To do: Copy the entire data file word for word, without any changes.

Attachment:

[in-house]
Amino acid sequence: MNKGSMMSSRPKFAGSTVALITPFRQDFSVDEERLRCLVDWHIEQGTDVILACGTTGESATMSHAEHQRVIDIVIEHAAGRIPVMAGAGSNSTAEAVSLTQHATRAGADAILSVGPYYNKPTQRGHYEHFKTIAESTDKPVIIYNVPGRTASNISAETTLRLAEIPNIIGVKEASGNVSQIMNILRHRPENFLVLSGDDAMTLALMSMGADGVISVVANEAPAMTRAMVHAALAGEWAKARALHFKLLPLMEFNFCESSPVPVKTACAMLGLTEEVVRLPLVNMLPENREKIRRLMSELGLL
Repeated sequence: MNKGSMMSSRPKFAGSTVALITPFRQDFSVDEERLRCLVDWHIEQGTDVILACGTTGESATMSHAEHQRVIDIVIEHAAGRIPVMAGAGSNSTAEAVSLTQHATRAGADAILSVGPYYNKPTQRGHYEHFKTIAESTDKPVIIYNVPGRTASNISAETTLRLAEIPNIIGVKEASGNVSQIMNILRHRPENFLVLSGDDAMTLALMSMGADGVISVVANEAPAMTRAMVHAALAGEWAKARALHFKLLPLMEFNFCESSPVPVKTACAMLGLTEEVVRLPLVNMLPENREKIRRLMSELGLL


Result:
[in-house]
Amino acid sequence: MNKGSMMSSRPKFAGSTVALITPFRQDFSVDEERLRCLVDWHIEQGTDVILACGTTGESATMSHAEHQRVIDIVIEHAAGRIPVMAGAGSNSTAEAVSLTQHATRAGADAILSVGPYYNKPTQRGHYEHFKTIAESTDKPVIIYNVPGRTASNISAETTLRLAEIPNIIGVKEASGNVSQIMNILRHRPENFLVLSGDDAMTLALMSMGADGVISVVANEAPAMTRAMVHAALAGEWAKARALHFKLLPLMEFNFCESSPVPVKTACAMLGLTEEVVRLPLVNMLPENREKIRRLMSELGLL
Repeated sequence: MNKGSMMSSRPKFAGSTVALITPFRQDFSVDEERLRCLVDWHIEQGTDVILACGTTGESATMSHAEHQRVIDIVIEHAAGRIPVMAGAGSNSTAEAVSLTQHATRAGADAILSVGPYYNKPTQRGHYEHFKTIAESTDKPVIIYNVPGRTASNISAETTLRLAEIPNIIGVKEASGNVSQIMNILRHRPENFLVLSGDDAMTLALMSMGADGVISVVANEAPAMTRAMVHAALAGEWAKARALHFKLLPLMEFNFCESSPVPVKTACAMLGLTEEVVRLPLVNMLPENREKIRRLMSELGLL